“We are never owning a mini-van…” and other things that creep up on you


I love that State Farm commercial that’s running on TV now.   It begins with a young man at a pool party with his buddies and he declares “I am never getting married” just before making eye-contact with a pretty girl.  Next scene, he’s buying an engagement ring.  It follows that he and his wife are in a plane with a crying baby behind them. “We are never having children” he says.  Next scene is in labor and delivery.  And so it goes with moving to the suburbs, having a second child and then the dreaded mini-van in the driveway.  The commercial ends sweetly with the man and his family together on the couch and him saying “I’m never letting go”.  He’s happily all-in and embracing a new reality, hook, line and sinker.

We all say at one time or another that circumstances and life changes won’t change us.  We all believe that we will be the same person we always were, with the sometime exception of conscious and deliberate growth to be a better us.  We try to look and behave as we did in our 20’s and 30’s, (hey 40’s would be good) for as long as possible but give it up before we look completely ridiculous.  We try to remain a regular Joe or Jane while working hard to climb a social and economic ladder.  But if we are honest, we do fundamentally change as life circumstances weigh in.  These evolutions of our selves are best shared with our spouses, siblings and friends.  We generally change in sync with those around us and it feels natural and can be fun and even enlightening.  We’re all in the same boat, and that is comforting.

There’s change that happens sometimes that is not in sync with the rest of our world and that can be uncomfortable and lonely.  Maybe you were the first of your couple friends to start a family.  For some time you felt odd-man out.  You had changed to parent mode, leaving the late night partying and weekend warrior activities behind for, well, parent stuff.  Same if you were the last to have babies.   You couldn’t find a single gal pal to hit the clubs with you or shop til you drop on a Saturday.  What were once easy conversations with your friends became more difficult because the threads of common interests weakened.  If you were the new Mom and Dad or the last no-kid couple of your friends social interactions became more like work.  The ease was gone.  You may have even left some friends behind to find new ones that were more relatable to your life’s changing experiences.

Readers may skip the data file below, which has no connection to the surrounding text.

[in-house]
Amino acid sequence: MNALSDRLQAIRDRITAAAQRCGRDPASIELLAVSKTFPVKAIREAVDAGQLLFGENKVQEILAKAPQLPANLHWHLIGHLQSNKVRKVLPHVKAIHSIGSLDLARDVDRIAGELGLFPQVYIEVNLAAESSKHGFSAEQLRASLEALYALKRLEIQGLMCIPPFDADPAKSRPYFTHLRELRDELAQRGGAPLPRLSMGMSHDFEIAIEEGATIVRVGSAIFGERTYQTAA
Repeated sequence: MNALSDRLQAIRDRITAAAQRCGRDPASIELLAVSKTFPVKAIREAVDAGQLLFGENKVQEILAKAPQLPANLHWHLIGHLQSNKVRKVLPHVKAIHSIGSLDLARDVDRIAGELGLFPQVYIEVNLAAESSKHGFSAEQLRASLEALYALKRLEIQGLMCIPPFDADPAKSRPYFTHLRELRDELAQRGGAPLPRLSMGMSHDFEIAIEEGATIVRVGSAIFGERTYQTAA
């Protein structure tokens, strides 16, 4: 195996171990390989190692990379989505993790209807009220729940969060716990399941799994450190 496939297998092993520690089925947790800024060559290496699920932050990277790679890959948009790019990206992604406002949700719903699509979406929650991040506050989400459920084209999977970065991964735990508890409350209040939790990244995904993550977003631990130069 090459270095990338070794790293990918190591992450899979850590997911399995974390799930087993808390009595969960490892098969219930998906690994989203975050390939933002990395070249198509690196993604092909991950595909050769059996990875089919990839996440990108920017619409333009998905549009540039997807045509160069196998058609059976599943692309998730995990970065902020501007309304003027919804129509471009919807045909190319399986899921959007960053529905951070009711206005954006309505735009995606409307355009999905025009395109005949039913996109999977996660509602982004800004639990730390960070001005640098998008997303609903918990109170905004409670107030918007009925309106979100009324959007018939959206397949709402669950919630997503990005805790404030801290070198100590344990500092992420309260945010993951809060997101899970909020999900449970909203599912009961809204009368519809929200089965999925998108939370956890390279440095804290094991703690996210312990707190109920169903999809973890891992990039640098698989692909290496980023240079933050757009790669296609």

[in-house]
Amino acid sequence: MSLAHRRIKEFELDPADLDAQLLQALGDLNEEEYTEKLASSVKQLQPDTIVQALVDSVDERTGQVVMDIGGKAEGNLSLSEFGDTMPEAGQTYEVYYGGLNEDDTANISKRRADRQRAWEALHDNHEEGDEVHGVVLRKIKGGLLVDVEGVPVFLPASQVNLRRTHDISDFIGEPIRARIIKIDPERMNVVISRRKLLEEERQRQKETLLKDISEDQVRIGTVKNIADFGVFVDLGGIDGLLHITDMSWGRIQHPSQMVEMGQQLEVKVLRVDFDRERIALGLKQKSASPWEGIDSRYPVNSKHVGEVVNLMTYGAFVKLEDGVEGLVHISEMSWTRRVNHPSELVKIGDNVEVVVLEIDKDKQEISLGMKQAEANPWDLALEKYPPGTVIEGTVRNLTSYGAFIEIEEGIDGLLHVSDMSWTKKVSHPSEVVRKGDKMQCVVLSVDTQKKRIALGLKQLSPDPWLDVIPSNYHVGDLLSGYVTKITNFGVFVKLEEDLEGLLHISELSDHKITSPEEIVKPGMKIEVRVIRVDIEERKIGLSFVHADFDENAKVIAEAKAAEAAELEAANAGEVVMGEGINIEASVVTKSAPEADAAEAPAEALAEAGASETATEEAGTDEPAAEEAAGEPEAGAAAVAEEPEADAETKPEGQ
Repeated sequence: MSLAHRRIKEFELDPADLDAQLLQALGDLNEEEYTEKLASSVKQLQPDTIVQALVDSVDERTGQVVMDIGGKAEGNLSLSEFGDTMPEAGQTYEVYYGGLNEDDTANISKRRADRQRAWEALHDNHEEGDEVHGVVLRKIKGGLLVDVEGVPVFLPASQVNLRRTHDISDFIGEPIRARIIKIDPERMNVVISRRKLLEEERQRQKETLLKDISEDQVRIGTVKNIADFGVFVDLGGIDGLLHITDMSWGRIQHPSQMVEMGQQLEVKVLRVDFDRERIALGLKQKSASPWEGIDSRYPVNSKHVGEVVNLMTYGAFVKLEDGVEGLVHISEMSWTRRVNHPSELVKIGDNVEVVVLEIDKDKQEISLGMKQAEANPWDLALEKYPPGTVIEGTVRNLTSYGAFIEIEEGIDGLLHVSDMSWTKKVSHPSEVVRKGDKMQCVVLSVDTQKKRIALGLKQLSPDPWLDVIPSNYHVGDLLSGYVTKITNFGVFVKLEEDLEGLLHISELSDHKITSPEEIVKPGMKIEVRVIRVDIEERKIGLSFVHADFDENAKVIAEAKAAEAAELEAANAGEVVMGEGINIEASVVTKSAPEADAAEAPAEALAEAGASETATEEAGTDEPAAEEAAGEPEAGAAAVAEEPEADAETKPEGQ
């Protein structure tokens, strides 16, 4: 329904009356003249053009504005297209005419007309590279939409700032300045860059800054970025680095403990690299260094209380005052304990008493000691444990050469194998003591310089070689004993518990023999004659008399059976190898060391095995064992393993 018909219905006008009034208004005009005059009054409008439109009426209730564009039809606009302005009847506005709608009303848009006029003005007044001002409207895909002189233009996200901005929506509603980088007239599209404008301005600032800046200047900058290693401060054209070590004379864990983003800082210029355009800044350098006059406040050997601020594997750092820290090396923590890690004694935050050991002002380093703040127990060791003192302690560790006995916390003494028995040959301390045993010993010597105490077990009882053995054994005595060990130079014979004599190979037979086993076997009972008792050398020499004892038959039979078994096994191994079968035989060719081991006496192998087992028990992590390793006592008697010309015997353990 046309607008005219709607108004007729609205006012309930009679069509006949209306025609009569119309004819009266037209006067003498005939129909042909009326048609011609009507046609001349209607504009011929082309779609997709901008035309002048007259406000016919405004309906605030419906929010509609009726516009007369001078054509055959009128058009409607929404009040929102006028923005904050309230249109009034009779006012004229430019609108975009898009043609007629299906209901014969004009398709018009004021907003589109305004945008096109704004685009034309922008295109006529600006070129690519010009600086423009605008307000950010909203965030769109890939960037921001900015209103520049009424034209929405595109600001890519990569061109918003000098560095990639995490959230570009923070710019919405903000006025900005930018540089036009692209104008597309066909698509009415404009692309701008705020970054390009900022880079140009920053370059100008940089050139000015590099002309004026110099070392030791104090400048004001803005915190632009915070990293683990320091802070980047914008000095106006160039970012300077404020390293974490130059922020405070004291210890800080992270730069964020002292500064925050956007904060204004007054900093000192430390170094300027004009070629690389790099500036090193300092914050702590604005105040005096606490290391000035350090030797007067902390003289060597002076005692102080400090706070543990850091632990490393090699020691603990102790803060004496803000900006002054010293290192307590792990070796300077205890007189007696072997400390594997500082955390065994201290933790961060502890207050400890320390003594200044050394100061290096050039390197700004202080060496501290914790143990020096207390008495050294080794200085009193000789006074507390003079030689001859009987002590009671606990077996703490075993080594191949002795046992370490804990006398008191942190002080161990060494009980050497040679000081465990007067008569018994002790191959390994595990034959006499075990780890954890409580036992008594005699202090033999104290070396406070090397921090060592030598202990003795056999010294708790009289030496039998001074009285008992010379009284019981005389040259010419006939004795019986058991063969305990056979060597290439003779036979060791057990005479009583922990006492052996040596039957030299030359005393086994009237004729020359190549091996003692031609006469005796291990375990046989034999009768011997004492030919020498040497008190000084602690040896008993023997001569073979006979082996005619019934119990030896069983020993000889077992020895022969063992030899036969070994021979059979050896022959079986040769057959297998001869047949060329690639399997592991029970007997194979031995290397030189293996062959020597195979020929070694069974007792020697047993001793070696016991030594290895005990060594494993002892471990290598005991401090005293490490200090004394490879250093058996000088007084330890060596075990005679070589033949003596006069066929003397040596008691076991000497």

There are a lot of clichés applied to the fight of cancer.  “I have cancer, cancer does not have me”.  “Cancer can’t change who I am”.  “If I show weakness, the cancer wins”, etc.     These fight songs are really pretty helpful upon initial diagnosis and first-time treatment.  A patient can repeat them as mantra to keep their morale and spirits up for the “x” months of surgeries and treatment.  Chronic and recurrent disease is a little different and not as often recognized by the cancer kumbaya marketing campaigns.  Like the cute commercial, the first eventful change (boy meets girl) takes on it’s own momentum.  Just as the couple go through identity evolution over time, the chronic cancer patient does too.  It inevitably seeps into your identity.  I am a woman.  I am not good at compartmentalizing things so my disease is with me all the time.  (The implication here in case you missed it is that men are usually excellent at compartmentalizing…drives us ladies nuts).  Something that I live with and actually feel every day of my life has changed who I am.  I am a cancer survivor an a cancer patient in active treatment.  I am often consumed by my disease.  The doctor visits, the now daily chemo pills I take, the review of frequent PET scans and lab results and the growing arsenal of medications for side effect mitigation and pain control.  It’s like I’m the first of my friends to have a baby and my focus has shifted and is consumed by the new baby.  Even if I get a sitter and go out for the night, I’ll be calling to check in frequently and want to talk about my baby while my friends struggle with what to say because they can’t relate.